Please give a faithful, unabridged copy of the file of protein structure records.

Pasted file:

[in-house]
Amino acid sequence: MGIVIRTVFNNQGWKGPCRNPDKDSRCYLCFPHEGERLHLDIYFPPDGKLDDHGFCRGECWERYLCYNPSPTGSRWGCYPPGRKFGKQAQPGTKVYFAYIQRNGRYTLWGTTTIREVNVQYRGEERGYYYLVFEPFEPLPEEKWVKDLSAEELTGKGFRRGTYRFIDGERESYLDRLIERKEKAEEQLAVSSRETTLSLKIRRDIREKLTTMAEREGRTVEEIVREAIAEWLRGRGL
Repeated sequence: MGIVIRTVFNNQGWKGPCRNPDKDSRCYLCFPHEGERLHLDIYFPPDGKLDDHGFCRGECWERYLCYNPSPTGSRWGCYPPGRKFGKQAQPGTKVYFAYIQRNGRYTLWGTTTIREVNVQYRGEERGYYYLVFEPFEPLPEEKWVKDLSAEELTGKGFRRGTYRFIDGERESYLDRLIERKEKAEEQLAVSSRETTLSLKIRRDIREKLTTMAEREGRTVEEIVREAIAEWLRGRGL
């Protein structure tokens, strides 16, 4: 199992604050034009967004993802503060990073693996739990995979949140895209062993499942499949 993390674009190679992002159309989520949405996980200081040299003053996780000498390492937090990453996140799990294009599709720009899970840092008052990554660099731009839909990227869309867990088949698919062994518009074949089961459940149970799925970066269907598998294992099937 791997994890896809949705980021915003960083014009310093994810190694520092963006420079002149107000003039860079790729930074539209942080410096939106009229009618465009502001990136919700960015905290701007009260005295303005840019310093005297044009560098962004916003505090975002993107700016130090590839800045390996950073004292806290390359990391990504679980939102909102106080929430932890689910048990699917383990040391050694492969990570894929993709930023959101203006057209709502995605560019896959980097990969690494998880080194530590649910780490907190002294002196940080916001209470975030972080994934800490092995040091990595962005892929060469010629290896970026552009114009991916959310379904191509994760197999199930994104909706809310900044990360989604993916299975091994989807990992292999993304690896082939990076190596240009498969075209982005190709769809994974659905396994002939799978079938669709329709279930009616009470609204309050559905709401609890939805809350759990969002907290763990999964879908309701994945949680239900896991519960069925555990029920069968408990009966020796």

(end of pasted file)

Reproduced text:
[in-house]
Amino acid sequence: MGIVIRTVFNNQGWKGPCRNPDKDSRCYLCFPHEGERLHLDIYFPPDGKLDDHGFCRGECWERYLCYNPSPTGSRWGCYPPGRKFGKQAQPGTKVYFAYIQRNGRYTLWGTTTIREVNVQYRGEERGYYYLVFEPFEPLPEEKWVKDLSAEELTGKGFRRGTYRFIDGERESYLDRLIERKEKAEEQLAVSSRETTLSLKIRRDIREKLTTMAEREGRTVEEIVREAIAEWLRGRGL
Repeated sequence: MGIVIRTVFNNQGWKGPCRNPDKDSRCYLCFPHEGERLHLDIYFPPDGKLDDHGFCRGECWERYLCYNPSPTGSRWGCYPPGRKFGKQAQPGTKVYFAYIQRNGRYTLWGTTTIREVNVQYRGEERGYYYLVFEPFEPLPEEKWVKDLSAEELTGKGFRRGTYRFIDGERESYLDRLIERKEKAEEQLAVSSRETTLSLKIRRDIREKLTTMAEREGRTVEEIVREAIAEWLRGRGL
């Protein structure tokens, strides 16, 4: 199992604050034009967004993802503060990073693996739990995979949140895209062993499942499949 993390674009190679992002159309989520949405996980200081040299003053996780000498390492937090990453996140799990294009599709720009899970840092008052990554660099731009839909990227869309867990088949698919062994518009074949089961459940149970799925970066269907598998294992099937 791997994890896809949705980021915003960083014009310093994810190694520092963006420079002149107000003039860079790729930074539209942080410096939106009229009618465009502001990136919700960015905290701007009260005295303005840019310093005297044009560098962004916003505090975002993107700016130090590839800045390996950073004292806290390359990391990504679980939102909102106080929430932890689910048990699917383990040391050694492969990570894929993709930023959101203006057209709502995605560019896959980097990969690494998880080194530590649910780490907190002294002196940080916001209470975030972080994934800490092995040091990595962005892929060469010629290896970026552009114009991916959310379904191509994760197999199930994104909706809310900044990360989604993916299975091994989807990992292999993304690896082939990076190596240009498969075209982005190709769809994974659905396994002939799978079938669709329709279930009616009470609204309050559905709401609890939805809350759990969002907290763990999964879908309701994945949680239900896991519960069925555990029920069968408990009966020796």